Bombay and the order of admission was affirmed  by  the  Division  Bench  in
appeal.  The approach to  this  Court  also  was  not  successful  with  the
Special Leave Petition filed by the  respondent  No.1  company  having  been
dismissed on 30.09.2013. Thereafter, it appears that on 13.12.2013 the  High
Court of Bombay passed orders for winding up of the respondent No.  1  which
was upheld in appeal by the Division Bench of the High Court on  23.04.2014.
 Though, a stay was ordered by the High Court of its winding up  order  till
31.08.2014, it would appear that the High Court understood the said  interim
order to have been vacated  by  efflux  of  time,  in  the  absence  of  any
specific order of extension.  Thereafter the Official Liquidator came to  be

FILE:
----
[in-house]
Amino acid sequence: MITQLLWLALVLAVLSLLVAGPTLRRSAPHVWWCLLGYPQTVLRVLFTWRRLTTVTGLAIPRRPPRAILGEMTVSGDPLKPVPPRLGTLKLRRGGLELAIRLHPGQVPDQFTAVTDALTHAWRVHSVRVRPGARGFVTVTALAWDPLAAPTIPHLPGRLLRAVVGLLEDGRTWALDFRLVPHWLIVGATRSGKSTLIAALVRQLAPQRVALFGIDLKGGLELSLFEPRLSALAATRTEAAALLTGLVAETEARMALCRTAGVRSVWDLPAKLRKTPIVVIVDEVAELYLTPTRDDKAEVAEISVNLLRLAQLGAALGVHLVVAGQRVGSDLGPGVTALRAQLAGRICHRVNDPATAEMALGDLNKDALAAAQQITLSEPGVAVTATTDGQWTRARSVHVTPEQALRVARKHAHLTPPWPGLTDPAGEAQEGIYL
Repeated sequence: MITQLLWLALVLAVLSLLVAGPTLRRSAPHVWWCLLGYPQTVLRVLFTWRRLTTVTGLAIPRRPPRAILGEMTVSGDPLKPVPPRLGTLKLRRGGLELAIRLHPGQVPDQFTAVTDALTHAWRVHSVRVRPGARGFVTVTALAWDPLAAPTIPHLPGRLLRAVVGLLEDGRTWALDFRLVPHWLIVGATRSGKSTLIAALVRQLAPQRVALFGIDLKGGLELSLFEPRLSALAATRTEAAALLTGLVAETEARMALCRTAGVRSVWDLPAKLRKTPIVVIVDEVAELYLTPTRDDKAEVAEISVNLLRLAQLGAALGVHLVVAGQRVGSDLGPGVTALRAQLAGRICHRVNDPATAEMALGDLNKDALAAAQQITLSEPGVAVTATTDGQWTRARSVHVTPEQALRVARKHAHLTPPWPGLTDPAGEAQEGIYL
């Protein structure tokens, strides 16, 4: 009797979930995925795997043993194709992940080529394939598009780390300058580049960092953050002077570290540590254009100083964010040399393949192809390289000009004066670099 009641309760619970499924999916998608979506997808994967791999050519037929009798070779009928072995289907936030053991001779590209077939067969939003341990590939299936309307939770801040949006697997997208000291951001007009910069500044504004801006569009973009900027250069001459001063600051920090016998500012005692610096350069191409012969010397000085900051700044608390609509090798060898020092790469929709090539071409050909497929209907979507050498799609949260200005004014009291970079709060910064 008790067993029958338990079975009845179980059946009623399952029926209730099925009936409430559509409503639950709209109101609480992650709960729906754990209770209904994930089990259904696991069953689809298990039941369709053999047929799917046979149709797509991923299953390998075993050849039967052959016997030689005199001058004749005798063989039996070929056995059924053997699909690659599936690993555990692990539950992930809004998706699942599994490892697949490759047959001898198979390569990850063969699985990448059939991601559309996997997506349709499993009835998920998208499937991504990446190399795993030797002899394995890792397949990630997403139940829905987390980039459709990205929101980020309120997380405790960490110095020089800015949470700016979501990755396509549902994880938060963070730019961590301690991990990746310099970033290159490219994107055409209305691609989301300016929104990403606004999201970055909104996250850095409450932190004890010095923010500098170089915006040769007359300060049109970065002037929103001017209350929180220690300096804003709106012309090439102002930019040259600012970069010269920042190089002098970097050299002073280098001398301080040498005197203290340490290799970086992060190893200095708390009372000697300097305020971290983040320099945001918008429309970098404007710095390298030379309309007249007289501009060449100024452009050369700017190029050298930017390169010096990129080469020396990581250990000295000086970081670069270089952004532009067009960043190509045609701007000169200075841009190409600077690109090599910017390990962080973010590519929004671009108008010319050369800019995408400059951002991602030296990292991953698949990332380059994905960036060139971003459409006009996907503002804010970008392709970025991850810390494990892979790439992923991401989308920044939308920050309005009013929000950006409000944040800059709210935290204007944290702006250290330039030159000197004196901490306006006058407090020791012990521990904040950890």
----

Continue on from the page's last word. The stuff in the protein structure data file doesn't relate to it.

appointed by the High Court on 02.09.2014.

10.   The orders of the Secretary and Chairman of the  Board  rejecting  the
application  for  Reference  filed  by  the  Respondent  No.1  company  were
subjected to a challenge in a writ petition filed by the  respondent-company
before the Delhi High Court  out  of  which  the  present  proceedings  have
arisen.

11.   Two questions arose before  the  High  Court  of  Delhi  in  the  writ
petition.

The first was whether the dismissal of the application for Reference by  the
Registrar, Secretary and Chairman of the Board was within  the  jurisdiction
of the said authorities. The second question, which was  implicit  if  there
was to be a positive answer to the first, is whether in view  of  the  order
of winding up passed by the Company Court,  and  affirmed  by  the  Division